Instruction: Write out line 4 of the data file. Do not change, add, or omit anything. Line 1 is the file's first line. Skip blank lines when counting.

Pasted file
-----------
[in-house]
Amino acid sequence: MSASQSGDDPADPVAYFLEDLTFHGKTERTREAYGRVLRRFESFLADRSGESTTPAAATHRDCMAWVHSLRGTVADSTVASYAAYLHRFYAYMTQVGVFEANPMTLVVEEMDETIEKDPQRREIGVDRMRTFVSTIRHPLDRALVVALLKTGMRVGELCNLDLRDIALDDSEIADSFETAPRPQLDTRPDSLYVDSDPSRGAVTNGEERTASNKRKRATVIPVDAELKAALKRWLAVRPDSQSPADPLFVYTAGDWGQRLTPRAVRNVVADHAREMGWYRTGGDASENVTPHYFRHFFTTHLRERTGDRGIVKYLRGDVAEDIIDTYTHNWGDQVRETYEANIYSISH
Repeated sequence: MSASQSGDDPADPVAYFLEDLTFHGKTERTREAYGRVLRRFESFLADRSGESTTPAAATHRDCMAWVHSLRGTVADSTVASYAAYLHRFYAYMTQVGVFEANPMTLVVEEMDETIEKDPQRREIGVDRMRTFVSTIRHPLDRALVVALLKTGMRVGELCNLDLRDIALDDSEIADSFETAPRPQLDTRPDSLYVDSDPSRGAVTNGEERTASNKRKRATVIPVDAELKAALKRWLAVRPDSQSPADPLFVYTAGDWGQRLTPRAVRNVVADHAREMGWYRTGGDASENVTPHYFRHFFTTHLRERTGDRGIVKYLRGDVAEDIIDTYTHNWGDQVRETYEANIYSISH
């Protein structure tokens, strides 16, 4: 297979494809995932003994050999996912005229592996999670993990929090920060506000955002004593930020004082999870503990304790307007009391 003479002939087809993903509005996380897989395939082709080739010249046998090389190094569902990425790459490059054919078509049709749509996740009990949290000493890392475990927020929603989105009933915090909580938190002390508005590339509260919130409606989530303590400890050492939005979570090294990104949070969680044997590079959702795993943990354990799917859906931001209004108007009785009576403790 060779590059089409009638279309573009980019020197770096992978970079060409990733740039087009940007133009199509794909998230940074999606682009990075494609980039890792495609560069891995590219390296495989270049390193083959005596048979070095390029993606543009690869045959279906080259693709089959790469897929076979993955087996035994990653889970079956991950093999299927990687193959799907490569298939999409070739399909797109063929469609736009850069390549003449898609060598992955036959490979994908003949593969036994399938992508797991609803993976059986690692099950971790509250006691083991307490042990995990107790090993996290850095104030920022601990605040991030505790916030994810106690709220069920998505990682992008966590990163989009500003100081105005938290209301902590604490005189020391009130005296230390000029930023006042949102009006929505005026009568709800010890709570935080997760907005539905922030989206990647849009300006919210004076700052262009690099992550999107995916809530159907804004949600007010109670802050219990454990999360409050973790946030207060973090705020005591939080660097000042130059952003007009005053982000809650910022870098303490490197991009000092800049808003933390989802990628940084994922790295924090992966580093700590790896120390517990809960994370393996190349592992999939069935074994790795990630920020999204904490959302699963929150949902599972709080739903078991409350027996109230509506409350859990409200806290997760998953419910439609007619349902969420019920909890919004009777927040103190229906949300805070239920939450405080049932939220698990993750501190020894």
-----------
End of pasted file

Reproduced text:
């Protein structure tokens, strides 16, 4: 297979494809995932003994050999996912005229592996999670993990929090920060506000955002004593930020004082999870503990304790307007009391 003479002939087809993903509005996380897989395939082709080739010249046998090389190094569902990425790459490059054919078509049709749509996740009990949290000493890392475990927020929603989105009933915090909580938190002390508005590339509260919130409606989530303590400890050492939005979570090294990104949070969680044997590079959702795993943990354990799917859906931001209004108007009785009576403790 060779590059089409009638279309573009980019020197770096992978970079060409990733740039087009940007133009199509794909998230940074999606682009990075494609980039890792495609560069891995590219390296495989270049390193083959005596048979070095390029993606543009690869045959279906080259693709089959790469897929076979993955087996035994990653889970079956991950093999299927990687193959799907490569298939999409070739399909797109063929469609736009850069390549003449898609060598992955036959490979994908003949593969036994399938992508797991609803993976059986690692099950971790509250006691083991307490042990995990107790090993996290850095104030920022601990605040991030505790916030994810106690709220069920998505990682992008966590990163989009500003100081105005938290209301902590604490005189020391009130005296230390000029930023006042949102009006929505005026009568709800010890709570935080997760907005539905922030989206990647849009300006919210004076700052262009690099992550999107995916809530159907804004949600007010109670802050219990454990999360409050973790946030207060973090705020005591939080660097000042130059952003007009005053982000809650910022870098303490490197991009000092800049808003933390989802990628940084994922790295924090992966580093700590790896120390517990809960994370393996190349592992999939069935074994790795990630920020999204904490959302699963929150949902599972709080739903078991409350027996109230509506409350859990409200806290997760998953419910439609007619349902969420019920909890919004009777927040103190229906949300805070239920939450405080049932939220698990993750501190020894």